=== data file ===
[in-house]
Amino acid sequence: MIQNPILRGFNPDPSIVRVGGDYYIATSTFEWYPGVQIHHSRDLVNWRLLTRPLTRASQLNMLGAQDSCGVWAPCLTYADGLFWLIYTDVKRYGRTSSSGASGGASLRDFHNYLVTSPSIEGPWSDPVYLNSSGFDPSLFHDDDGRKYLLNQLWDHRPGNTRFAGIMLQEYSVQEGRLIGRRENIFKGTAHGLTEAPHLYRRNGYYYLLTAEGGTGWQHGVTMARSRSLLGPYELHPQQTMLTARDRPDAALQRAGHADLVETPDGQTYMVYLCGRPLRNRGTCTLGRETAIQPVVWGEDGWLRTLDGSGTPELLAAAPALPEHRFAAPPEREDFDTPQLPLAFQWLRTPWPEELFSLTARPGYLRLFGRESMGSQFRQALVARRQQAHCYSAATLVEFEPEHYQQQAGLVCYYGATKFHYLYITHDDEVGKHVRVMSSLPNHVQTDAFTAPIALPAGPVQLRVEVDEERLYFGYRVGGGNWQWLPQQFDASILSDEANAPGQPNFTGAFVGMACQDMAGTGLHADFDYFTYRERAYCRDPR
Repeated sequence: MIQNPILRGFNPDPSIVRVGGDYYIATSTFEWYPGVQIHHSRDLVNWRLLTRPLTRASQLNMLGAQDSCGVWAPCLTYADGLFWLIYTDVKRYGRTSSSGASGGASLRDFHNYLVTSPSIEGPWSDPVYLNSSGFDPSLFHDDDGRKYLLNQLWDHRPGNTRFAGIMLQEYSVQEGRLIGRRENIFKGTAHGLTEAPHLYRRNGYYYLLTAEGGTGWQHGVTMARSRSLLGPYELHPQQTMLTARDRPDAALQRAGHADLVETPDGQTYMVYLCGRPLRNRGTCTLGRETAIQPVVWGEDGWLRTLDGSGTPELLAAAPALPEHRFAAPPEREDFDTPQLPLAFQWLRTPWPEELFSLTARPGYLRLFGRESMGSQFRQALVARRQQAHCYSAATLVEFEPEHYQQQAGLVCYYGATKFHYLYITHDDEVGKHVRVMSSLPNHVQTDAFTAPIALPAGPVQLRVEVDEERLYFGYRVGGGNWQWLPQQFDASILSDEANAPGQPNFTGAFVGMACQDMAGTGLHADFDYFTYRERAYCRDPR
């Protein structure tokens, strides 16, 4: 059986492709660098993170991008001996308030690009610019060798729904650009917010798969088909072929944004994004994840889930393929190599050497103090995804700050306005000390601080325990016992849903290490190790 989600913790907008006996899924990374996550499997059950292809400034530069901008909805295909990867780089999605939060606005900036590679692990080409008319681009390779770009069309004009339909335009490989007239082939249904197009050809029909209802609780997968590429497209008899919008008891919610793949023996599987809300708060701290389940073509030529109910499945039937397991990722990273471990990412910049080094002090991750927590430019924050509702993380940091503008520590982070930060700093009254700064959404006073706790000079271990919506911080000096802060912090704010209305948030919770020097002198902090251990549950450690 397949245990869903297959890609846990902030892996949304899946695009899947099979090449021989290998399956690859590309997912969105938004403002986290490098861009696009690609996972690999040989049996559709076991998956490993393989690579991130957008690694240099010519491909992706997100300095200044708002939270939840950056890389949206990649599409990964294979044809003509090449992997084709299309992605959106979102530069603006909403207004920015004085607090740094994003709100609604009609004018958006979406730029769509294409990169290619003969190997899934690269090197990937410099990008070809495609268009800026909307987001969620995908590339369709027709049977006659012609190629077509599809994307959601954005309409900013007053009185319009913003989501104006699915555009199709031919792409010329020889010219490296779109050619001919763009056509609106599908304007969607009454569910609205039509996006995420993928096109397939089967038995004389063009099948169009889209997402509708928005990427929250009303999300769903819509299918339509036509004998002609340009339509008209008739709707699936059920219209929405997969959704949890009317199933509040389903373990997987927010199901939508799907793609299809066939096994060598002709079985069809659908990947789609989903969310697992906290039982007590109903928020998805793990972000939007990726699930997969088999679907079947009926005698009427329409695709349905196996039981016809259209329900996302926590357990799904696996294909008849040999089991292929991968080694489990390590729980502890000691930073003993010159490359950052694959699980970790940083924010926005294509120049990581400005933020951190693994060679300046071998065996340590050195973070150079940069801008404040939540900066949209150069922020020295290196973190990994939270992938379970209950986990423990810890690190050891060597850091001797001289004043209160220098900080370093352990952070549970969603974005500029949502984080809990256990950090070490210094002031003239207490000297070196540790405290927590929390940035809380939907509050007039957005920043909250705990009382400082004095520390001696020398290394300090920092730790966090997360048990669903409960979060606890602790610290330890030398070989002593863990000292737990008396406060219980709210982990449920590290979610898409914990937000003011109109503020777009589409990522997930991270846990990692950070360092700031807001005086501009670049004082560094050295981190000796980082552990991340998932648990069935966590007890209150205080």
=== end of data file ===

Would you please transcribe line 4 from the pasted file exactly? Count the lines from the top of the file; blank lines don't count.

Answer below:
């Protein structure tokens, strides 16, 4: 059986492709660098993170991008001996308030690009610019060798729904650009917010798969088909072929944004994004994840889930393929190599050497103090995804700050306005000390601080325990016992849903290490190790 989600913790907008006996899924990374996550499997059950292809400034530069901008909805295909990867780089999605939060606005900036590679692990080409008319681009390779770009069309004009339909335009490989007239082939249904197009050809029909209802609780997968590429497209008899919008008891919610793949023996599987809300708060701290389940073509030529109910499945039937397991990722990273471990990412910049080094002090991750927590430019924050509702993380940091503008520590982070930060700093009254700064959404006073706790000079271990919506911080000096802060912090704010209305948030919770020097002198902090251990549950450690 397949245990869903297959890609846990902030892996949304899946695009899947099979090449021989290998399956690859590309997912969105938004403002986290490098861009696009690609996972690999040989049996559709076991998956490993393989690579991130957008690694240099010519491909992706997100300095200044708002939270939840950056890389949206990649599409990964294979044809003509090449992997084709299309992605959106979102530069603006909403207004920015004085607090740094994003709100609604009609004018958006979406730029769509294409990169290619003969190997899934690269090197990937410099990008070809495609268009800026909307987001969620995908590339369709027709049977006659012609190629077509599809994307959601954005309409900013007053009185319009913003989501104006699915555009199709031919792409010329020889010219490296779109050619001919763009056509609106599908304007969607009454569910609205039509996006995420993928096109397939089967038995004389063009099948169009889209997402509708928005990427929250009303999300769903819509299918339509036509004998002609340009339509008209008739709707699936059920219209929405997969959704949890009317199933509040389903373990997987927010199901939508799907793609299809066939096994060598002709079985069809659908990947789609989903969310697992906290039982007590109903928020998805793990972000939007990726699930997969088999679907079947009926005698009427329409695709349905196996039981016809259209329900996302926590357990799904696996294909008849040999089991292929991968080694489990390590729980502890000691930073003993010159490359950052694959699980970790940083924010926005294509120049990581400005933020951190693994060679300046071998065996340590050195973070150079940069801008404040939540900066949209150069922020020295290196973190990994939270992938379970209950986990423990810890690190050891060597850091001797001289004043209160220098900080370093352990952070549970969603974005500029949502984080809990256990950090070490210094002031003239207490000297070196540790405290927590929390940035809380939907509050007039957005920043909250705990009382400082004095520390001696020398290394300090920092730790966090997360048990669903409960979060606890602790610290330890030398070989002593863990000292737990008396406060219980709210982990449920590290979610898409914990937000003011109109503020777009589409990522997930991270846990990692950070360092700031807001005086501009670049004082560094050295981190000796980082552990991340998932648990069935966590007890209150205080």